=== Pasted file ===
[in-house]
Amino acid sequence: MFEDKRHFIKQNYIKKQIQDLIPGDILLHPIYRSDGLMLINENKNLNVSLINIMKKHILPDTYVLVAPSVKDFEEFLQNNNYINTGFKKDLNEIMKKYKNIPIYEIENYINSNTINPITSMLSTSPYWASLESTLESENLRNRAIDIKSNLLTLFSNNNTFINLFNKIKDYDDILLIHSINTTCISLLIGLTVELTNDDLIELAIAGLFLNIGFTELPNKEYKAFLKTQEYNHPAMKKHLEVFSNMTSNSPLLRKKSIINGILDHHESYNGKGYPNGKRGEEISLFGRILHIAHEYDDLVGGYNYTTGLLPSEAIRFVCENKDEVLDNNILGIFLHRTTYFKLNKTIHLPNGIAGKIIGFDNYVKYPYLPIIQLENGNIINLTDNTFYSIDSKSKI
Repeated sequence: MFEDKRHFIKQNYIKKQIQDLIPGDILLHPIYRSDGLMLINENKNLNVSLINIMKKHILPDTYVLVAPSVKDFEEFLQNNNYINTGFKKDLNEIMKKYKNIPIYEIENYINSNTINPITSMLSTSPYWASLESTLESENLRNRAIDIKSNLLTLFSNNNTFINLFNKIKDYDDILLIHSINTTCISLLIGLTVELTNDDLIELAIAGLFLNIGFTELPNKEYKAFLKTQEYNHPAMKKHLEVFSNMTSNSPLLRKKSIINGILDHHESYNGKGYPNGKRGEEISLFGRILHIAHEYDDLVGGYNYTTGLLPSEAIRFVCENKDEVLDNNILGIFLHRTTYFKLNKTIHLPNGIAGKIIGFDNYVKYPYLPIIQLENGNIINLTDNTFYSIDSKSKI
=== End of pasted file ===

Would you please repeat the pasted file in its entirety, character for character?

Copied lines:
[in-house]
Amino acid sequence: MFEDKRHFIKQNYIKKQIQDLIPGDILLHPIYRSDGLMLINENKNLNVSLINIMKKHILPDTYVLVAPSVKDFEEFLQNNNYINTGFKKDLNEIMKKYKNIPIYEIENYINSNTINPITSMLSTSPYWASLESTLESENLRNRAIDIKSNLLTLFSNNNTFINLFNKIKDYDDILLIHSINTTCISLLIGLTVELTNDDLIELAIAGLFLNIGFTELPNKEYKAFLKTQEYNHPAMKKHLEVFSNMTSNSPLLRKKSIINGILDHHESYNGKGYPNGKRGEEISLFGRILHIAHEYDDLVGGYNYTTGLLPSEAIRFVCENKDEVLDNNILGIFLHRTTYFKLNKTIHLPNGIAGKIIGFDNYVKYPYLPIIQLENGNIINLTDNTFYSIDSKSKI
Repeated sequence: MFEDKRHFIKQNYIKKQIQDLIPGDILLHPIYRSDGLMLINENKNLNVSLINIMKKHILPDTYVLVAPSVKDFEEFLQNNNYINTGFKKDLNEIMKKYKNIPIYEIENYINSNTINPITSMLSTSPYWASLESTLESENLRNRAIDIKSNLLTLFSNNNTFINLFNKIKDYDDILLIHSINTTCISLLIGLTVELTNDDLIELAIAGLFLNIGFTELPNKEYKAFLKTQEYNHPAMKKHLEVFSNMTSNSPLLRKKSIINGILDHHESYNGKGYPNGKRGEEISLFGRILHIAHEYDDLVGGYNYTTGLLPSEAIRFVCENKDEVLDNNILGIFLHRTTYFKLNKTIHLPNGIAGKIIGFDNYVKYPYLPIIQLENGNIINLTDNTFYSIDSKSKI